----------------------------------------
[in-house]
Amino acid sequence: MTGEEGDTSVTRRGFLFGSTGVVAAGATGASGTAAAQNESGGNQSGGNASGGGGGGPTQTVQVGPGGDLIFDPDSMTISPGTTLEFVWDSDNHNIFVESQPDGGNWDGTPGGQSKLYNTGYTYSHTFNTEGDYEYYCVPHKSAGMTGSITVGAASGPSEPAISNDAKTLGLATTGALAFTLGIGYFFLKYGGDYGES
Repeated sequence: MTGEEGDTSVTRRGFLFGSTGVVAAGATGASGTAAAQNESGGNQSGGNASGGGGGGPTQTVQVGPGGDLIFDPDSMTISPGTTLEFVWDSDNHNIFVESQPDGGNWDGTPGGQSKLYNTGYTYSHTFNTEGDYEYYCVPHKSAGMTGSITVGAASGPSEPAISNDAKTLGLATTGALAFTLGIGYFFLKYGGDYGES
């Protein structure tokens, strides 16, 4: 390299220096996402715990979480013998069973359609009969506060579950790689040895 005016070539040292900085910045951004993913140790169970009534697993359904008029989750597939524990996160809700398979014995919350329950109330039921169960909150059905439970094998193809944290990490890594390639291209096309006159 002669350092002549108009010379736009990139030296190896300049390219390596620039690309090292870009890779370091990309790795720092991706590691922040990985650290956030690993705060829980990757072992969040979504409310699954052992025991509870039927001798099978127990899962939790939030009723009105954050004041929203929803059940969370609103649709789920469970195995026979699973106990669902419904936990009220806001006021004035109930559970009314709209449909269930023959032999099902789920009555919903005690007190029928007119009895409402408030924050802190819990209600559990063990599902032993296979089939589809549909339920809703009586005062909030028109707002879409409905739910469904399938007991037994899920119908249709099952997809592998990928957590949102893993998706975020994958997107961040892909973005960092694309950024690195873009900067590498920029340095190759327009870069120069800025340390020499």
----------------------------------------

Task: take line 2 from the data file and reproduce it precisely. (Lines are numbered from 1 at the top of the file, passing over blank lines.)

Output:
Amino acid sequence: MTGEEGDTSVTRRGFLFGSTGVVAAGATGASGTAAAQNESGGNQSGGNASGGGGGGPTQTVQVGPGGDLIFDPDSMTISPGTTLEFVWDSDNHNIFVESQPDGGNWDGTPGGQSKLYNTGYTYSHTFNTEGDYEYYCVPHKSAGMTGSITVGAASGPSEPAISNDAKTLGLATTGALAFTLGIGYFFLKYGGDYGES